Last year, the IRS significantly upgraded and expanded the corrective actions retirement plan sponsors are able to submit through the Employee Plans Compliance Resolution System (EPCRS). The most notable change is the ability for sponsors of 403(b) plans to make corrections to certain plan failures. Until this upgrade, only plan sponsors of non-tax-exempt plans (including 401(k) and 457(b) plans) were able to use this quick resolution method. With this change, all plan sponsors will be able to resolve issues using EPCRS with less paperwork, fewer delays and faster turnaround time.
Beyond efficiency, another reason for upgrading EPCRS is to give 403(b) plan sponsors a way to address plan documentation failures. All 403(b) plans were required to submit plan documentation to the IRS no later than December 31, 2009. However, since many had only maintained informal documents on their plan, it was quite difficult to create the required documentation. Unfortunately, this meant that a majority of 403(b) plans were not in compliance with plan regulations. Now, 403(b) plan sponsors can use the Voluntary Correction Program (VCP) to correct plan documentation issues.
403(b) Plan Corrections
Below is a list of common plan corrections that can be completed through the VCP including:
- Improper Plan Documentation – If you did not adopt the required written plan document by December 31, 2009, then you are required to do so. According to the IRS the quickest way to address this issue is to put plan operations into a written plan. Now it’s important to be sure that it complies with the final 403(b) regulations. Once the written plan is completed you will need to formally adopt it as part of your plan. Finally, make a submission with the Voluntary Correction Program to resolve the situation.
- Missed Opportunity For Salary Deferrals – If you did not give all qualifying plan participants the opportunity to make an elective salary deferral then you need to take corrective action. To remedy the situation you need to provide excluded employees the opportunity to participate in the plan in the current and future years as well as make corrective contributions to the plan that compensates for the missed deferral opportunity. Depending on the significance of the error and the amount of time that has lapsed, a submission with the Voluntary Correction Program may be necessary.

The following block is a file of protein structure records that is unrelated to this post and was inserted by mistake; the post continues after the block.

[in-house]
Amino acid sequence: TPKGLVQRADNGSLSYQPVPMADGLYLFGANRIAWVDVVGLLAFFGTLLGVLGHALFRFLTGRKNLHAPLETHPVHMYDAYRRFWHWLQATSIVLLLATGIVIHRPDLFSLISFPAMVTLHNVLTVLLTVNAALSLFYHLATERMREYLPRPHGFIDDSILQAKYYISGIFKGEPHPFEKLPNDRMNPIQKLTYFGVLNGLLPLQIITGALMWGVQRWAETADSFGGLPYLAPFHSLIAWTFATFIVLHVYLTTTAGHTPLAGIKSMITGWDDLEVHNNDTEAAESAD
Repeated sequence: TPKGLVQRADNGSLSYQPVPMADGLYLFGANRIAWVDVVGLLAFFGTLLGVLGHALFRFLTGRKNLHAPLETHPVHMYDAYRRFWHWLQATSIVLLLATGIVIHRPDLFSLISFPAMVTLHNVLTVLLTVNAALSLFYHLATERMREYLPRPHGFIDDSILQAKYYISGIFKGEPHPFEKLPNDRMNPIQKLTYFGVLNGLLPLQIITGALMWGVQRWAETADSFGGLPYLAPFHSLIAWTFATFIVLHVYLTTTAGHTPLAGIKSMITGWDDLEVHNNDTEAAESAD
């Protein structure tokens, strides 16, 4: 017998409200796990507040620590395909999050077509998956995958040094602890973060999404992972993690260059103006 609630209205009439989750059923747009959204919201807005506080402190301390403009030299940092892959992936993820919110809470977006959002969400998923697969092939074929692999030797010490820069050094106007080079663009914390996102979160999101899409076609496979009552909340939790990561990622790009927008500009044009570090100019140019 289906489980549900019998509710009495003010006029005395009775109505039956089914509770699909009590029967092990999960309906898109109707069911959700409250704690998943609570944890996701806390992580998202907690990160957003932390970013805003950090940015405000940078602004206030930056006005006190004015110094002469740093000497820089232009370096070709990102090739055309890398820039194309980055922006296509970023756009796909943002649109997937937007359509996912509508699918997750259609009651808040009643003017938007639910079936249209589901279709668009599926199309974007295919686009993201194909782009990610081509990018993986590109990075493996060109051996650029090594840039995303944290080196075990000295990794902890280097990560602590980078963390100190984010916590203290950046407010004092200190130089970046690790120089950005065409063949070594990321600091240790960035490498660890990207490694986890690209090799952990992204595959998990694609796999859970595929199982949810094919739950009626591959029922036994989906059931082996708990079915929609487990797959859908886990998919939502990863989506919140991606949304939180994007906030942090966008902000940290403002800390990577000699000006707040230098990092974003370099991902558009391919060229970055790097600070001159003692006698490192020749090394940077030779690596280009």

- Loan Issues – If your plan did not limit loan amounts or enforce timely repayment then corrective actions need to be taken. Otherwise, the loans can be considered taxable income for the plan participant. Plan sponsors can correct most loan issues by making corrective repayments or modifying the loan terms. It’s important to note that these changes must be implemented along with a submission through the VCP. Changes without the submission will not be sufficient to remedy the issue.
- Hardship Distribution Documentation – If the plan does not have proper documentation to permit hardship withdrawals and to ensure hardship withdrawals meet the proper definition and requirements, then corrective action must be taken. To remedy the situation, amend plan documents to retroactively allow for hardship distributions or request repayment of amounts distributed, plus calculated earnings thereon. Depending on the significance of the error and the amount of time that has lapsed, a submission with the Voluntary Correction Program may be necessary.
- 15 Years of Service Catch Up – If your plan has a participant that has been making the 15 years of service catch up contributions but is not eligible to do so, then corrective actions must be taken. To remedy the situation, refund the excess deferrals plus any related earnings. Be sure to report the income information on IRS Form 1099-R. Depending on the significance of the error and the amount of time that has lapsed, a submission with the Voluntary Correction Program may be necessary.
Making 403(b) plan corrections can be a simple process but it’s important to understand the corrective steps properly. If a plan sponsor performs only a partial correction then the tax-exempt status of the plan may be at risk. For this reason, it’s essential to work with a provider that can provide proper guidance. If your organization has questions about making a plan correction, contact Barnes Dennig today. For additional information please call us at 513-241-8313, or click here for email. We look forward to speaking with you.